Sandor Johnson, Executive Assistant
Sandor Johnson is a former CNN International/Asia finance correspondent. He is currently a small construction company owner, Ford fashion model and founder of Potter Settlement Vineyards and Winery – a boutique winery that he owns in his native Canada. Sandor is embracing his new administrative position at Arcus with verve and interest to add to his diverse resume. His passion for Conservation and Human Rights issues are evident in many of his former news stories. Sandor has earned a master’s in journalism and communication from Canada’s Carleton University and an honors bachelor’s in english literature from The University of Western Ontario.
Annette Lanjouw, Vice President, Strategic Initiatives and Great Apes Program
Annette Lanjouw is a highly regarded expert in great ape conservation, having worked with chimpanzees, bonobos and gorillas in the wild as well as working extensively in conservation strategy, program implementation and research. For 15 years she was director of the International Gorilla Conservation Programme which works to conserve the fewer than 800 mountain gorillas inhabiting the forests on the border of Rwanda, Uganda and Democratic Republic of Congo. Ms. Lanjouw served as scientific advisor to world-renowned wildlife filmmaker Alan Root, as Central Africa program officer for the Wildlife Conservation Society, and as project manager and field director for the Frankfurt Zoological Society’s Chimpanzee Conservation Project in eastern DRC. Before joining Arcus, she was international program officer for the Howard G. Buffett Foundation. A native of the Netherlands, Ms. Lanjouw holds a BSc in zoology and psychology from Victoria University in New Zealand and a doctorandus degree in behavioral ecology from the Rijks Universiteit in the Netherlands. She is scientific advisor to the Trust for African Rock Art, and a member of the Species Survival Commission Primate Specialist Group, the Trans-boundary Conservation Specialist Group, and the World Commission on Protected Areas.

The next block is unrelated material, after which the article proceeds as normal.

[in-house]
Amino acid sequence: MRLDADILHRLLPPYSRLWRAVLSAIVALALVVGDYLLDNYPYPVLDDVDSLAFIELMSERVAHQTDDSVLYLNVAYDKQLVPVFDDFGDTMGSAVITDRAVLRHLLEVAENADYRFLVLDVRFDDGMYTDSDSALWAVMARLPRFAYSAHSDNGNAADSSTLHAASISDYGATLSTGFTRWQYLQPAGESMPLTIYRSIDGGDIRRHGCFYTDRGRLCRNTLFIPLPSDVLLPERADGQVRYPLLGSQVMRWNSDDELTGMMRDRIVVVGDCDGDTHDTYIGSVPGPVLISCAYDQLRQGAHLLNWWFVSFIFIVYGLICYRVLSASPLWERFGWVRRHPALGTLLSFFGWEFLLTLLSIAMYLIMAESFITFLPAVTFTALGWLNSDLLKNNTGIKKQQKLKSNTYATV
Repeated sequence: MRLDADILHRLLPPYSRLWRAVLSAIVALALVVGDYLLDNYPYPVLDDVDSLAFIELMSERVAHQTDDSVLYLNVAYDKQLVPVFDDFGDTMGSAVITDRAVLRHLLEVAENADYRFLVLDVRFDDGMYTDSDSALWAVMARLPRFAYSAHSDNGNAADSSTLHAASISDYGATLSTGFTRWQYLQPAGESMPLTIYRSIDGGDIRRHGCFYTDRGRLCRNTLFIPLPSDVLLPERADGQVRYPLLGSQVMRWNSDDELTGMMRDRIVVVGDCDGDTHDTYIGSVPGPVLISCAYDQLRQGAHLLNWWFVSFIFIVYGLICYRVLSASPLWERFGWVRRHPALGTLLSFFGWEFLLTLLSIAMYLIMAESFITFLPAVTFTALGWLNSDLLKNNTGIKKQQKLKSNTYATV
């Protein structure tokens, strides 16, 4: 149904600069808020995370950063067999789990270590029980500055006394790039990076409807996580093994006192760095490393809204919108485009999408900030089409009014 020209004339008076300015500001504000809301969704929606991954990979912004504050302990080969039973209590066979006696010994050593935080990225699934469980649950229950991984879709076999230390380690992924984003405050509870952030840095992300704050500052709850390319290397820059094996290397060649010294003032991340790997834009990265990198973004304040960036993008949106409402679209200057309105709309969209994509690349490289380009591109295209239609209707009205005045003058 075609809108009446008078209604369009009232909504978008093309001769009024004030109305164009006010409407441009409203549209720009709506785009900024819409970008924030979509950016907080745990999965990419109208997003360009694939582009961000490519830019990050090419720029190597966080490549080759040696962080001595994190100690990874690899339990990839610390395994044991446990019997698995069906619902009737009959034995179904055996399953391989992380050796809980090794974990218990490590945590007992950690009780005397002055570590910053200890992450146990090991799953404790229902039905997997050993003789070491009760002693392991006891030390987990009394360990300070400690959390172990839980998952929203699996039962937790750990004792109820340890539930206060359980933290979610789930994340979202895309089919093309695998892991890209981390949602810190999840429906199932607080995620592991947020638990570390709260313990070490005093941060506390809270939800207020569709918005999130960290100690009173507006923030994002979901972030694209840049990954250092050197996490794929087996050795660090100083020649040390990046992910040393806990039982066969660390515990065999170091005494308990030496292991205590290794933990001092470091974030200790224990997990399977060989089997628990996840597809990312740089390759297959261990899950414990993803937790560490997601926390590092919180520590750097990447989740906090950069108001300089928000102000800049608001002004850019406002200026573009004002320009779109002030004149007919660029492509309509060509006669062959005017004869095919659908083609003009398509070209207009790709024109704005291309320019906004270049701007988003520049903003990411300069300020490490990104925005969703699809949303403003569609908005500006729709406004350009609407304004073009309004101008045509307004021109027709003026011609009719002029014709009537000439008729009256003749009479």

Jason McGill, Vice President, Social Justice Programs
Jason brings to the Foundation a deep engagement with progressive social movements and extensive knowledge of the ways institutional philanthropy can best partner with, support and advance these movements. Prior to joining Arcus, he worked for nine years at Philanthropy New York, the primary membership association for New York’s philanthropic sector. As Vice President of Member Services there, he conceived and implemented numerous platforms for philanthropic collaboration, learning, and collective action among the organization’s 285 member foundations. He also contributed key leadership in advancing Philanthropy New York’s role as a fulcrum for critical exchange between philanthropic and policymaking leaders. Earlier in his career, he served as the first Director of Alumni and Philanthropic Programs at Sponsors for Educational Opportunity (SEO), where he built a robust international network of young professionals of color committed to giving back to their communities of origin. He completed his Ph.D. in African American and Early U.S. history at the University of Michigan, and A.B. (Sociology)and B.S. (Urban Studies) degrees at Cornell University, and has taught at Swarthmore College, the University of Michigan, Rutgers University.